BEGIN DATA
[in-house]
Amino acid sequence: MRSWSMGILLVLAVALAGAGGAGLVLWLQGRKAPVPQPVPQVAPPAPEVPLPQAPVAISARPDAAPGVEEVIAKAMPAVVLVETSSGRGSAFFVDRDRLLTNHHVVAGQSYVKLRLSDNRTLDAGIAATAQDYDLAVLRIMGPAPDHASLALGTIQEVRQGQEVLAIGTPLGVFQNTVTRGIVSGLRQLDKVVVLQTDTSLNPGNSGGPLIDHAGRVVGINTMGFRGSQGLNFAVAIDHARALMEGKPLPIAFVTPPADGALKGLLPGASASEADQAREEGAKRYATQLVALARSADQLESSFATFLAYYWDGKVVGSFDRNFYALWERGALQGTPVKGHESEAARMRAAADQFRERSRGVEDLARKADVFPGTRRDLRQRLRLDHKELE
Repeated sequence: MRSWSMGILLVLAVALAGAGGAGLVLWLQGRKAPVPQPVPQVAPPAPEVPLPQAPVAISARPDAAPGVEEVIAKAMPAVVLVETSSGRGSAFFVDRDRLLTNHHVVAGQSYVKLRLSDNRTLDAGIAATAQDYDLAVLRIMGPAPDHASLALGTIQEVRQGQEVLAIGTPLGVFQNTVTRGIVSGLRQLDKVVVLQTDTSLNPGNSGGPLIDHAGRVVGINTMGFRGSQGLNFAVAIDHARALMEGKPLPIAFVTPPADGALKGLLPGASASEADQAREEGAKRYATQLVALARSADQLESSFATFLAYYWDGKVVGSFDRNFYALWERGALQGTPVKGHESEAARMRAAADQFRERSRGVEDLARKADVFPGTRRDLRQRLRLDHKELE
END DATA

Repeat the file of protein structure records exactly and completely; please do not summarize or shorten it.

[in-house]
Amino acid sequence: MRSWSMGILLVLAVALAGAGGAGLVLWLQGRKAPVPQPVPQVAPPAPEVPLPQAPVAISARPDAAPGVEEVIAKAMPAVVLVETSSGRGSAFFVDRDRLLTNHHVVAGQSYVKLRLSDNRTLDAGIAATAQDYDLAVLRIMGPAPDHASLALGTIQEVRQGQEVLAIGTPLGVFQNTVTRGIVSGLRQLDKVVVLQTDTSLNPGNSGGPLIDHAGRVVGINTMGFRGSQGLNFAVAIDHARALMEGKPLPIAFVTPPADGALKGLLPGASASEADQAREEGAKRYATQLVALARSADQLESSFATFLAYYWDGKVVGSFDRNFYALWERGALQGTPVKGHESEAARMRAAADQFRERSRGVEDLARKADVFPGTRRDLRQRLRLDHKELE
Repeated sequence: MRSWSMGILLVLAVALAGAGGAGLVLWLQGRKAPVPQPVPQVAPPAPEVPLPQAPVAISARPDAAPGVEEVIAKAMPAVVLVETSSGRGSAFFVDRDRLLTNHHVVAGQSYVKLRLSDNRTLDAGIAATAQDYDLAVLRIMGPAPDHASLALGTIQEVRQGQEVLAIGTPLGVFQNTVTRGIVSGLRQLDKVVVLQTDTSLNPGNSGGPLIDHAGRVVGINTMGFRGSQGLNFAVAIDHARALMEGKPLPIAFVTPPADGALKGLLPGASASEADQAREEGAKRYATQLVALARSADQLESSFATFLAYYWDGKVVGSFDRNFYALWERGALQGTPVKGHESEAARMRAAADQFRERSRGVEDLARKADVFPGTRRDLRQRLRLDHKELE